Iraq: what lies ahead? As many Iraqi people struggle for survival, world leaders shape plans for their future. (News Special).
One New York Times reporter, traveling with the 101st U.S. Army Airborne Division, wrote of an encounter outside Baghdad with an Iraqi child.
The boy, about 6 or 7, approached the reporter and said the two words that were uttered over and over: 'America. Good.' Then he kissed the reporter on the cheek, shook his hand and pointed to the sky, pleading for water."
A Humanitarian Crisis
For more than a week, the boy's town, Najaf, had been without water. Fierce battles there and elsewhere kept the United Nations (UN), Red Cross, and other relief organizations from distributing aid.
"What concerns us most," said a Red Cross official, "are the threats to [the] safety and health of civilians. The two things are closely linked."
Iraqis have already suffered for years because of a UN trade embargo. Meant to punish Hussein's regime, the embargo has reduced the amount of food and medicine available to the Iraqi people.
Prisoners of War
While working to distribute essential supplies to Iraqi civilians, the Red Cross has also visited Iraqi prisoners of war (POWs) held by coalition forces. However, despite negotiations with Iraqi authorities, the Red Cross has had trouble gaining access to coalition soldiers captured by Iraq.
The 1949 Geneva Convention authorizes the Red Cross to visit POWs and monitor their treatment. According to the international agreement, POWs are to be treated humanely during their captivity and are to be released to their homelands once a war ends.
Many Americans were angered when Iraqi television broadcast footage of U.S. POWs in distress. The U.S. soldiers, who were from an Army maintenance unit, were killed or captured after an Iraqi ambush. U.S. special forces later staged a dramatic rescue of one of the captured soldiers, 1 9-year-old Jessica Lynch of Palestine, West Virginia. Although wounded, Lynch is expected to recover completely.
A War on Islam?
The war continues to draw condemnation from Europe, Asia, and several Arab nations. Protesters have staged angry demonstrations in Jordan, Egypt, Saudi Arabia, Syria, Bahrain, and other countries. Although many Arabs distrust Saddam Hussein, they view the war as a battle against Islam.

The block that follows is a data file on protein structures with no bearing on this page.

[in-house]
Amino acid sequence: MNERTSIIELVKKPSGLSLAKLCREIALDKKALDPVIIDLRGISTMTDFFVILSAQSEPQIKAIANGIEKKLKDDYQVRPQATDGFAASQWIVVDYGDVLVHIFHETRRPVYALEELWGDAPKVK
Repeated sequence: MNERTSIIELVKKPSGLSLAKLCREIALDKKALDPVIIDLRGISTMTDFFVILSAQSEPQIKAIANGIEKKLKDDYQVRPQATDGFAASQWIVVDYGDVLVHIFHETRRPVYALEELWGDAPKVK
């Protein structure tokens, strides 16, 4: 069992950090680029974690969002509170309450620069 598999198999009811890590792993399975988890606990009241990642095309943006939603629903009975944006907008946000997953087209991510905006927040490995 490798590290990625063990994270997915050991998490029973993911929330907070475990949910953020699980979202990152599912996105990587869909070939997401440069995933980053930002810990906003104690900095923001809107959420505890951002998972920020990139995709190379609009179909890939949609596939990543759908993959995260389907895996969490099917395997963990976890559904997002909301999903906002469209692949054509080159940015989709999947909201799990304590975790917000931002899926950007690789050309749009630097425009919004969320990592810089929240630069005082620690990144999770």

But, says U.S. Defense Secretary Donald Rumsfeld: "Coalition forces have taken extraordinary measures to protect innocent civilians in this war, [while] Saddam Hussein has sent death squads to massacre innocent Iraqi Muslims. Indeed, Saddam Hussein has killed more Muslim people than perhaps any living person on the face of the earth."
One Iraqi Muslim now living in the U.S. says that the U.S. had no choice but to attack Hussein's regime. "No one likes wars," she said. "But this is the only option."
The Road Ahead
Bringing democracy to postwar Iraq will be difficult. The Iraqis are divided into several groups that do nor get along (see sidebar).
World leaders must also agree on a way to share the responsibilities of rebuilding the war-torn nation. Experts say that repairing roads, hospitals, schools, oil wells, airports, roads, and other infrastructure will cost more than $100 billion.
France, Russia, and even Britain, the U.S.'s staunchest ally, believe that the UN should play a central role in the rebuilding process. But President George W. Bush and members of his administration disagree.
"Having given life and blood to liberate Iraq," said National Security Adviser Condoleezza Rice, "the coalition intends to have a leading role" in rebuilding.
As for the Iraqi people, they will at last have a say in how their government is run.
"The problem was with Saddam Hussein, not with the Iraqi people," said one Shiite leader who returned from exile when the war began. "We want real democracy."
RELATED ARTICLE: Who Are the Iraqis?
In order to establish a democratic government many group of people in Iran must work together (see map) The Iargest groups are
SUNNIS: Mainstream Muslims many of them loyal to Saddam Hussein Sunnis make up most of the Iraqi government and workforce.
SHIITES: The largest non-Sunni group of Muslims in Iraq, They live primarily in the south. The Sunni leadership has suppressed the Shiites economically and politically because of Shiite opposition to Hussein
KURDS: Kurds are a non-Arab ethic group of Sunni Muslims who live in an independent region in northern Iraq Hussein's regime has killed more than 200,000 Kurds. Some Kurdist groups have worked with coalition forces to dismantle local terrorist networks and guerrila bands loyal to the Iraq leader.
The Home Front
With U.S. troops at war in Iraq, watching news reports can be especially tense for military families.
"Whenever the news is on, and they say another soldier was killed, I cross my fingers and pray that it wasn't my brother," says Elizabeth Gruchy, 12.
An eighth-grader in Quincy, Massachusetts, Elizabeth is waiting for the safe return of her brother Tommy, a lance corporal in the Marines. Life at home has changed now that Tommy is not around.
"My house is very quiet," Elizabeth says. "He always used to tell jokes and make everyone laugh."
While she waits for Tommy to return, Elizabeth tries to think about happy memories. Each winter, for example, the two would snowboard in their backyard.
What would Elizabeth say to Tommy if she could talk to him now?
"I would tell him that when he is fighting [he should] not give up, and to know that he will be coming home soon.
To learn more about Elizabeth and other teens whose relatives are stationed in the Gulf region, go to: www.scholastic.com/militarykids
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|Date:||Apr 25, 2003|
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